The call for collective empathy is prevalent among rightfully concerned people. A friend recently suggested to me that if everyone consciously chose to be more empathetic, the world’s increasingly distressing sociopolitical issues would quickly dwindle. Our president possesses a similar mindset. At one point, President Obama handpicked empathy as the primary quality he searches for in potential Supreme Court Justices. To many, empathy is the ideal cure for a wounded social machine, similar to how pickle juice is the ideal remedy for a muscle cramp. If this is indeed true, it cannot be a small number of people who are not capable of exercising empathy. It must be a sufficient quantity to the extent that our glaring societal deformities would not exist if these people were capable of being empathetic to the extent that others claim they are not.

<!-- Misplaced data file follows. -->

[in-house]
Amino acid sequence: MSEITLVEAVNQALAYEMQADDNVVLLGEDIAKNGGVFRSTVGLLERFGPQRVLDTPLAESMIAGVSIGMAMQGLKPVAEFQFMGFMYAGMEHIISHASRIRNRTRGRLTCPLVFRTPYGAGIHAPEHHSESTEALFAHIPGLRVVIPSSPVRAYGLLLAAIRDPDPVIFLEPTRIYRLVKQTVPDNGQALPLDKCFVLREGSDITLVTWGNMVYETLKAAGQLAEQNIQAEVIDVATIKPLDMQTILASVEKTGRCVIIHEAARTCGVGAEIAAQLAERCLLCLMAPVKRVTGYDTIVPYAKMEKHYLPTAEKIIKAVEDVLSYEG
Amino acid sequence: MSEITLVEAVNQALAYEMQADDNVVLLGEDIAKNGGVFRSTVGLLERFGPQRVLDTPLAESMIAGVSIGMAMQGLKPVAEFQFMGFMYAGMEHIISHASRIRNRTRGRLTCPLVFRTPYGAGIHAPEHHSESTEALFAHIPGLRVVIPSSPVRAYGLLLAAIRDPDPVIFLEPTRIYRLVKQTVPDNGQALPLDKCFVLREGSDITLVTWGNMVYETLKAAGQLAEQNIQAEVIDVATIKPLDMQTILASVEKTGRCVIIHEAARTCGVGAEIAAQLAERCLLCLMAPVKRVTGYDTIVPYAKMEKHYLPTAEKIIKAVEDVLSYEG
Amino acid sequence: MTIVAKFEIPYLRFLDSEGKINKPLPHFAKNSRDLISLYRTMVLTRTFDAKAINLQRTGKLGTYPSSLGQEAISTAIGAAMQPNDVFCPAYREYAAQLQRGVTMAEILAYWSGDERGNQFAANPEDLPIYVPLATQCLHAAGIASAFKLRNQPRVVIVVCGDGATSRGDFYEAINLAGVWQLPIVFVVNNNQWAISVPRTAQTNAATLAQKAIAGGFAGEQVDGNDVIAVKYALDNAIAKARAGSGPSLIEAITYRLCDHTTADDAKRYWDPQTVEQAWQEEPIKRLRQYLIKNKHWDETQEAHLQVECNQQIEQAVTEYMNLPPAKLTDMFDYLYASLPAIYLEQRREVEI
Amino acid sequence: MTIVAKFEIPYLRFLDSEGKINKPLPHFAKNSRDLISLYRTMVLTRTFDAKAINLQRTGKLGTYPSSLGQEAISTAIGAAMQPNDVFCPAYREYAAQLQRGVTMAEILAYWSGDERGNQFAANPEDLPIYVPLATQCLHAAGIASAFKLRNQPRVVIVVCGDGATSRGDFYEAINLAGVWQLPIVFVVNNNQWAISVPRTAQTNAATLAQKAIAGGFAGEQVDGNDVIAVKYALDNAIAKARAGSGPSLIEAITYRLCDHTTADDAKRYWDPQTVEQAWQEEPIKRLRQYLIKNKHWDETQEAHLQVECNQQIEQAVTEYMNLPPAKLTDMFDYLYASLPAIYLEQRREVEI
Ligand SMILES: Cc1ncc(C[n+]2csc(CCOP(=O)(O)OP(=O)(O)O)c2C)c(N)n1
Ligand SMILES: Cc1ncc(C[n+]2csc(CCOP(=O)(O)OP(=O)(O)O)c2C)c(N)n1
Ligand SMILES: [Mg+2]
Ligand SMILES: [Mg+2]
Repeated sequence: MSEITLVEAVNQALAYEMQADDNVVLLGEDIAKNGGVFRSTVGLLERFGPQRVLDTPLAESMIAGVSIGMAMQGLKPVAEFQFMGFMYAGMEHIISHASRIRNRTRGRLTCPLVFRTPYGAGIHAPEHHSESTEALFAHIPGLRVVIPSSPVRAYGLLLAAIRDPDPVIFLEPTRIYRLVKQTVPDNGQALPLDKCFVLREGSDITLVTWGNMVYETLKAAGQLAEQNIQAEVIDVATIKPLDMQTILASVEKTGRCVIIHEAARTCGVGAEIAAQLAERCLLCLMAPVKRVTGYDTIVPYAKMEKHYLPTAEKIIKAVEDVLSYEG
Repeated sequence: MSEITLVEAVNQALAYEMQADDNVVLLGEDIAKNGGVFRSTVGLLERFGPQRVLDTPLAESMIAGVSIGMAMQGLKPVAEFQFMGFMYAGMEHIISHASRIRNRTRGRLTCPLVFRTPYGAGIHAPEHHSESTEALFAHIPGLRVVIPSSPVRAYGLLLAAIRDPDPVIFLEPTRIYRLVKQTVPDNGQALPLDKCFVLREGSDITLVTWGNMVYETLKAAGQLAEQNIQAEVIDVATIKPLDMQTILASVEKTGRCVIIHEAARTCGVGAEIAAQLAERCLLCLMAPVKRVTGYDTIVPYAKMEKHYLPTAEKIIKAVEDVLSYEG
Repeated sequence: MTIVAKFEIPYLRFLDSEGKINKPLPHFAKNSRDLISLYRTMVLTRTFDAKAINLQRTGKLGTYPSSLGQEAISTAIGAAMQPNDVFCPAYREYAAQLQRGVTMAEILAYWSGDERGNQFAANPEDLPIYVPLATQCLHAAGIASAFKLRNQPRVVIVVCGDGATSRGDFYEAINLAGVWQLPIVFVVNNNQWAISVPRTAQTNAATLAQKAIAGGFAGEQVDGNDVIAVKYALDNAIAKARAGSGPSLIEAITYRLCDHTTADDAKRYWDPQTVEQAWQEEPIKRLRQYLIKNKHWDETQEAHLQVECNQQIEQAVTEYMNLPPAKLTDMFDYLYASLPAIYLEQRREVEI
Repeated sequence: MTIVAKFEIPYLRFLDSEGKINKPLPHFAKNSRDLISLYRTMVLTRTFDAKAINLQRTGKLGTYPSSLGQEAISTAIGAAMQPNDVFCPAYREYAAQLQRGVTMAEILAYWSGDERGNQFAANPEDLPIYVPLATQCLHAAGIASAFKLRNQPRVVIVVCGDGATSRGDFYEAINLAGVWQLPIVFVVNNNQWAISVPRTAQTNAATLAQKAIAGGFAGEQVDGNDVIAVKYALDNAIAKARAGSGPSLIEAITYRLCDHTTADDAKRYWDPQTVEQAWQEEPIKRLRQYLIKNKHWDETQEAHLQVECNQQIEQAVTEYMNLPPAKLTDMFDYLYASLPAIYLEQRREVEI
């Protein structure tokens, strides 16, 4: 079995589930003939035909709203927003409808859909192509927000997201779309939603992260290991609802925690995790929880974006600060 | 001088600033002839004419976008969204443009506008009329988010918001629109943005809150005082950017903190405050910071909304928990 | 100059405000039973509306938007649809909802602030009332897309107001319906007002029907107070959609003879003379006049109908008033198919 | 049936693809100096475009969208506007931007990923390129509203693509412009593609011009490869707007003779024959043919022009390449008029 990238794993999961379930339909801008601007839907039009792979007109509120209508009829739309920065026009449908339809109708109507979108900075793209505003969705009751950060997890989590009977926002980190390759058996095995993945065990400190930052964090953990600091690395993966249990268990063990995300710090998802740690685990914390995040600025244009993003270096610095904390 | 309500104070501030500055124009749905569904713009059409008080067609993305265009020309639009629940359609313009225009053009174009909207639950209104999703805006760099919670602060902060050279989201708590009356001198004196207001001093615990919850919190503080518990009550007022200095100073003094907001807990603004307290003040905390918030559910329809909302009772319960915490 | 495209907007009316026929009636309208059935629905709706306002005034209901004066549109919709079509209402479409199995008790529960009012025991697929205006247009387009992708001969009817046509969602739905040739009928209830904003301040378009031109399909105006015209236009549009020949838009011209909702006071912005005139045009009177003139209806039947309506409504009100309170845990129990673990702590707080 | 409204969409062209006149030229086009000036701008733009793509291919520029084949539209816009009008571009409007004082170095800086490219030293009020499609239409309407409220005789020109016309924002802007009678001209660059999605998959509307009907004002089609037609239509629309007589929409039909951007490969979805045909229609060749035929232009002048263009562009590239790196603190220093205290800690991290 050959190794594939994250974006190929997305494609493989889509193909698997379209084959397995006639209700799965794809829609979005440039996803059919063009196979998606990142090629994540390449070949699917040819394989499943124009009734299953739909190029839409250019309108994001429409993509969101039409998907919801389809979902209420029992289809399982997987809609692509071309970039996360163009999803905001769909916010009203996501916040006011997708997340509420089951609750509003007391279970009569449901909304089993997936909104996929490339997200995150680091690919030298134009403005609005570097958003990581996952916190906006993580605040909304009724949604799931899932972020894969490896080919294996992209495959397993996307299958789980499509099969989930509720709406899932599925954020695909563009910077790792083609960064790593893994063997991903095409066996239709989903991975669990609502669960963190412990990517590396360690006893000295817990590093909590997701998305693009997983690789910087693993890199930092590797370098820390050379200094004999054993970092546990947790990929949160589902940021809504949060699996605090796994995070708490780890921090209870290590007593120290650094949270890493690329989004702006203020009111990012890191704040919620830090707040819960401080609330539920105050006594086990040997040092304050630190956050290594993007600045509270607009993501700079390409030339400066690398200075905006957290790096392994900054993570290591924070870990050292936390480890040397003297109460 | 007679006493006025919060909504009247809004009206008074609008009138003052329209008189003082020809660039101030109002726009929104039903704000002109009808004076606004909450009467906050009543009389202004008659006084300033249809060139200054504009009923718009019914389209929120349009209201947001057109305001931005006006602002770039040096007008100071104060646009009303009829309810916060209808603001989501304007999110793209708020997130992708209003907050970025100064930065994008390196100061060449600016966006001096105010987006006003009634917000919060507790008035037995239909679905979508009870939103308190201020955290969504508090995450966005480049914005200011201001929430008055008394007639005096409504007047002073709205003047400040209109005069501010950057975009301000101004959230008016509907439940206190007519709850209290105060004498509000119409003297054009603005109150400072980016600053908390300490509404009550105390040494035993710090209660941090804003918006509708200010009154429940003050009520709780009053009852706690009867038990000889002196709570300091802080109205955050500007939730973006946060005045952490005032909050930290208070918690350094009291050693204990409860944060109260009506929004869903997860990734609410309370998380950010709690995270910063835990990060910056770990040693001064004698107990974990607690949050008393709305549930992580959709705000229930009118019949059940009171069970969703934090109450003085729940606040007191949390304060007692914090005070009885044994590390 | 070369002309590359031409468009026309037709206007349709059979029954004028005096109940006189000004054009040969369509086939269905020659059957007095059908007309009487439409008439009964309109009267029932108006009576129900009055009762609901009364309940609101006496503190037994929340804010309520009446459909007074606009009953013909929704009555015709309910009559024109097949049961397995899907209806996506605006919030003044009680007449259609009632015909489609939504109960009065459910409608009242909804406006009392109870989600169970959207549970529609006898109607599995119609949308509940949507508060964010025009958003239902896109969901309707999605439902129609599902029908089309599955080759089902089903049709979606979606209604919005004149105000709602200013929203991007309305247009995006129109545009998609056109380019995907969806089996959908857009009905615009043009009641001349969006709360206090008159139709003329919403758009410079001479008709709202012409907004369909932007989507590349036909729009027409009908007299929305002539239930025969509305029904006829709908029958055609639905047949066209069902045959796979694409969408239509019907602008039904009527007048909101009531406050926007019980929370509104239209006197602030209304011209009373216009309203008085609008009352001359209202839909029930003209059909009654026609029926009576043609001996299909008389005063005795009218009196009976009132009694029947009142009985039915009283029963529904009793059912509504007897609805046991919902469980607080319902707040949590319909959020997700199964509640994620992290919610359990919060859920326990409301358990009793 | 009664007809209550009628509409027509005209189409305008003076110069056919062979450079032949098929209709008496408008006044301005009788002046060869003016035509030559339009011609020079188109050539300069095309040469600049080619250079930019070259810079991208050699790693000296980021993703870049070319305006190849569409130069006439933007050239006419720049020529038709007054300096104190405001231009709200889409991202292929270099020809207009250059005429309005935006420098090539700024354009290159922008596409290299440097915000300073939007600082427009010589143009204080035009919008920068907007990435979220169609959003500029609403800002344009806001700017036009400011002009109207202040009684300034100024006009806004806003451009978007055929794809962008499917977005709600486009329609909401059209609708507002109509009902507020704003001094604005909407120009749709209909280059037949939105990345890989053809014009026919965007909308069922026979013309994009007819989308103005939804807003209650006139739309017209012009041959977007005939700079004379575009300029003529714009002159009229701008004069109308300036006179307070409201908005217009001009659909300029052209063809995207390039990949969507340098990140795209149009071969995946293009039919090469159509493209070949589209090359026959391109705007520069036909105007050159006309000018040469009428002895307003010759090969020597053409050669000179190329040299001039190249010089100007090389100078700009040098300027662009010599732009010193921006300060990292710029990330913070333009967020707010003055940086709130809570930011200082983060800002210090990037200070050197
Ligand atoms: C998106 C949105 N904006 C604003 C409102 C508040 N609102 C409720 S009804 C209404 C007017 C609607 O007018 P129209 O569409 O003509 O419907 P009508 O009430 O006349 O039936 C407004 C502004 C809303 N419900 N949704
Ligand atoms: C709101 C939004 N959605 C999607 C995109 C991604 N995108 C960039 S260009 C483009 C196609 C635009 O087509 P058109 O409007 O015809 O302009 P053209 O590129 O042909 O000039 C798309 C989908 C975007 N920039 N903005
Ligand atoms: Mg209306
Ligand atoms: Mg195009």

It matters, then, what empathy is and what it is not. While it is certainly impossible for everyone to share a dictionary, that does not excuse trumpeting foolishly  optimistic fantasies through the medium of a word with a clear definition. Our English word is rooted in the German “einfühlung,” coined in the late 19th century by Robert Vischer in his dissertation on aesthetics. He intended for it to explore a human’s ability to feel the emotions that an artist had hoped to convey through a particular painting, sculpture or song. Additionally, he considered it a means for verbalizing the emotive response any inanimate object evokes. Over time, the capacity for sharing another human’s mindset was added to its definition. The Cambridge dictionary now defines it as “the ability to share someone else’s feelings or experiences by imagining what it would be like in that person’s situation.”